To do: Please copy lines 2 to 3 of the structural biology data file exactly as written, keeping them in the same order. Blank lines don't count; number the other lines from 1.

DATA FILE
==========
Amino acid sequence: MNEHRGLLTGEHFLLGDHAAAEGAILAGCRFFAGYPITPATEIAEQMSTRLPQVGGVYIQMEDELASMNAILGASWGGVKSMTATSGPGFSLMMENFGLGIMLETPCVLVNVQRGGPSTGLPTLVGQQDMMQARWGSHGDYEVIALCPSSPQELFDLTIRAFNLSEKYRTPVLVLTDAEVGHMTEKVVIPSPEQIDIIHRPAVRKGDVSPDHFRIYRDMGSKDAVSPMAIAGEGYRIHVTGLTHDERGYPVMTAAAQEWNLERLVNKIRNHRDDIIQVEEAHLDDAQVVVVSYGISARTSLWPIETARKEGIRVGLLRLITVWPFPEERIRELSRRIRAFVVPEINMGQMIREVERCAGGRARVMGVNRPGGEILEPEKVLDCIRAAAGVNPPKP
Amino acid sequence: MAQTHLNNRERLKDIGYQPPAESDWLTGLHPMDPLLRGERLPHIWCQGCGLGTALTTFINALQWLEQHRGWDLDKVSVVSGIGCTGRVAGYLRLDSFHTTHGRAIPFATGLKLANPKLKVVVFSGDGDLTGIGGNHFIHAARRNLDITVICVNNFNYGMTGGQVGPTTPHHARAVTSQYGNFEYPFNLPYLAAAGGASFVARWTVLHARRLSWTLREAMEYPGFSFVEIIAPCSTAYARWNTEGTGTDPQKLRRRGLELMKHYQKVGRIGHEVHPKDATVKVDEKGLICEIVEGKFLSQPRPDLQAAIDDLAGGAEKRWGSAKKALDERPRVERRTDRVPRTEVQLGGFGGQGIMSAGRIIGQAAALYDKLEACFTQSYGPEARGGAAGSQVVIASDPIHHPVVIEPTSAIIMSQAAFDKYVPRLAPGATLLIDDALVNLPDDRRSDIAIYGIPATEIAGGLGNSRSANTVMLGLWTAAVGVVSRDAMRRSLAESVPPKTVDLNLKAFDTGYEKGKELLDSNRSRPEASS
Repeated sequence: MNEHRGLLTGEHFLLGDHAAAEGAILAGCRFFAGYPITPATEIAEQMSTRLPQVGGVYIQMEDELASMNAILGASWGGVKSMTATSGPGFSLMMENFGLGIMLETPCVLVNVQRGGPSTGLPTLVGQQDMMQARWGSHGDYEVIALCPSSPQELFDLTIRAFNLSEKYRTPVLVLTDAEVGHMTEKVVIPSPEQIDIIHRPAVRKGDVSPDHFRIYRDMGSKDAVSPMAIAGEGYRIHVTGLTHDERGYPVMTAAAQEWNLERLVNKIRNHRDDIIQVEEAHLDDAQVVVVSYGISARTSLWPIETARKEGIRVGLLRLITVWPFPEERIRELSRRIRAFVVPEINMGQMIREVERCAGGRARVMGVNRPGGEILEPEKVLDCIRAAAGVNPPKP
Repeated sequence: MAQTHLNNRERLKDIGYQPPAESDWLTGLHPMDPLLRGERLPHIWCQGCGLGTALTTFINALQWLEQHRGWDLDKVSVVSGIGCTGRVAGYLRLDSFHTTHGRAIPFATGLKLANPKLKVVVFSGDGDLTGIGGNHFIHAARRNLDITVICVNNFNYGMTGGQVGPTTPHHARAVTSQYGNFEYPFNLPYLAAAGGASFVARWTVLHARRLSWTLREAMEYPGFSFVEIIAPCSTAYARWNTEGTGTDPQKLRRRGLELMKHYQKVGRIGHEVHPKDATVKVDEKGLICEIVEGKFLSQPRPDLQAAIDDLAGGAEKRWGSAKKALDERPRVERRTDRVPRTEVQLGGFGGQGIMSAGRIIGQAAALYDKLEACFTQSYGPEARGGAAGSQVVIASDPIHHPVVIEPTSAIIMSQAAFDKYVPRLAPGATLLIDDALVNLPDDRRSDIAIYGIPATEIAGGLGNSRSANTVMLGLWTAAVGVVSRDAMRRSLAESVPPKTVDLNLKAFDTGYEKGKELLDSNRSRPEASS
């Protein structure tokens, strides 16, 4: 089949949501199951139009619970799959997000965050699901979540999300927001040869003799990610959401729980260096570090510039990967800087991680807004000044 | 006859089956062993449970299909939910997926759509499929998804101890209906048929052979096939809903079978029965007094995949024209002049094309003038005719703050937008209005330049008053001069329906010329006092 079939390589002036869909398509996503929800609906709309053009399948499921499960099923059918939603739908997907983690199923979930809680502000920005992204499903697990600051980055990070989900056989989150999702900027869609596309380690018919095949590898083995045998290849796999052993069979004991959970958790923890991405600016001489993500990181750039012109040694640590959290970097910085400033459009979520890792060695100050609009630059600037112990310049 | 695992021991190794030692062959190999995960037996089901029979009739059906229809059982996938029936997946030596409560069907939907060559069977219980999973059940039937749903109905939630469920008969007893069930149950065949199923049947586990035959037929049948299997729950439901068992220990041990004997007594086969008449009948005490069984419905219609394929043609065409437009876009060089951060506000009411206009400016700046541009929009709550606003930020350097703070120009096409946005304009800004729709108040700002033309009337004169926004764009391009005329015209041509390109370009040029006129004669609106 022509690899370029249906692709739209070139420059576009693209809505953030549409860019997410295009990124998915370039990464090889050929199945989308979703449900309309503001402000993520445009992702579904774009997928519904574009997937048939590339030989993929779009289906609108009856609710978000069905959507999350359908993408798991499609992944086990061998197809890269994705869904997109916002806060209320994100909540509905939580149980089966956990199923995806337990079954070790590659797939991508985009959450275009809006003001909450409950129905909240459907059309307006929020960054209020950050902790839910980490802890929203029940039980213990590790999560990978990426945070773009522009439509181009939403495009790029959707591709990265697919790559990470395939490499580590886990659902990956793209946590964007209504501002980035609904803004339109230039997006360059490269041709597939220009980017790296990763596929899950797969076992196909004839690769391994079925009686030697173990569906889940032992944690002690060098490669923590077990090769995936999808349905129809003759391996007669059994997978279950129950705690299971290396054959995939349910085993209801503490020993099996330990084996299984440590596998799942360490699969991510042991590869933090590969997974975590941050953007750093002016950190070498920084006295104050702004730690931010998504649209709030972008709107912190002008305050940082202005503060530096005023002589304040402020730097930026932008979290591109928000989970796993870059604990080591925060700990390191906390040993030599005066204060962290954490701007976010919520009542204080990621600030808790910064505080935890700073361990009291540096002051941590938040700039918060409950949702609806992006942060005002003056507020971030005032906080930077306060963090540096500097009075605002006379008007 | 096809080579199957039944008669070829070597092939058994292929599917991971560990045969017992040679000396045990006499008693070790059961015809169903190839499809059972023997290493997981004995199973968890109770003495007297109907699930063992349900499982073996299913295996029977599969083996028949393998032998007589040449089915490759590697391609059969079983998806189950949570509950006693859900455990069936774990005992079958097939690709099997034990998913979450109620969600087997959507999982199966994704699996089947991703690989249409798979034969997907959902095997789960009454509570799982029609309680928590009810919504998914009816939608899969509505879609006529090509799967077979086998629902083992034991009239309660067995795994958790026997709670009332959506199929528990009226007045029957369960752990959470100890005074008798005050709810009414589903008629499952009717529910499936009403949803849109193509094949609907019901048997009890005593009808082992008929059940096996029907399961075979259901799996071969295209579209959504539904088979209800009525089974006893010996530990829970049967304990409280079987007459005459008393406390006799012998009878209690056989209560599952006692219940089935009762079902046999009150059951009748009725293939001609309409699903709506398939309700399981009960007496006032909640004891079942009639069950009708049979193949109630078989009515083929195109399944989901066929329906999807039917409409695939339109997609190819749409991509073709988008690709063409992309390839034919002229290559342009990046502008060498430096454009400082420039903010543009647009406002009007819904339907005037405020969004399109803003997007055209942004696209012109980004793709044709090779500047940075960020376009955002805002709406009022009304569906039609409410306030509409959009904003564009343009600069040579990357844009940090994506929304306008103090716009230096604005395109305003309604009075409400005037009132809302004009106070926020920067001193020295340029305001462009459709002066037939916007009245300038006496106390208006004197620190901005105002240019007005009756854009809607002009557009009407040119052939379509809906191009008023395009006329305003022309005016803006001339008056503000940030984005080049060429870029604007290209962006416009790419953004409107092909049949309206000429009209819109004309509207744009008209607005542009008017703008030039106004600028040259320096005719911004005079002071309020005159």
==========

Amino acid sequence: MAQTHLNNRERLKDIGYQPPAESDWLTGLHPMDPLLRGERLPHIWCQGCGLGTALTTFINALQWLEQHRGWDLDKVSVVSGIGCTGRVAGYLRLDSFHTTHGRAIPFATGLKLANPKLKVVVFSGDGDLTGIGGNHFIHAARRNLDITVICVNNFNYGMTGGQVGPTTPHHARAVTSQYGNFEYPFNLPYLAAAGGASFVARWTVLHARRLSWTLREAMEYPGFSFVEIIAPCSTAYARWNTEGTGTDPQKLRRRGLELMKHYQKVGRIGHEVHPKDATVKVDEKGLICEIVEGKFLSQPRPDLQAAIDDLAGGAEKRWGSAKKALDERPRVERRTDRVPRTEVQLGGFGGQGIMSAGRIIGQAAALYDKLEACFTQSYGPEARGGAAGSQVVIASDPIHHPVVIEPTSAIIMSQAAFDKYVPRLAPGATLLIDDALVNLPDDRRSDIAIYGIPATEIAGGLGNSRSANTVMLGLWTAAVGVVSRDAMRRSLAESVPPKTVDLNLKAFDTGYEKGKELLDSNRSRPEASS
Repeated sequence: MNEHRGLLTGEHFLLGDHAAAEGAILAGCRFFAGYPITPATEIAEQMSTRLPQVGGVYIQMEDELASMNAILGASWGGVKSMTATSGPGFSLMMENFGLGIMLETPCVLVNVQRGGPSTGLPTLVGQQDMMQARWGSHGDYEVIALCPSSPQELFDLTIRAFNLSEKYRTPVLVLTDAEVGHMTEKVVIPSPEQIDIIHRPAVRKGDVSPDHFRIYRDMGSKDAVSPMAIAGEGYRIHVTGLTHDERGYPVMTAAAQEWNLERLVNKIRNHRDDIIQVEEAHLDDAQVVVVSYGISARTSLWPIETARKEGIRVGLLRLITVWPFPEERIRELSRRIRAFVVPEINMGQMIREVERCAGGRARVMGVNRPGGEILEPEKVLDCIRAAAGVNPPKP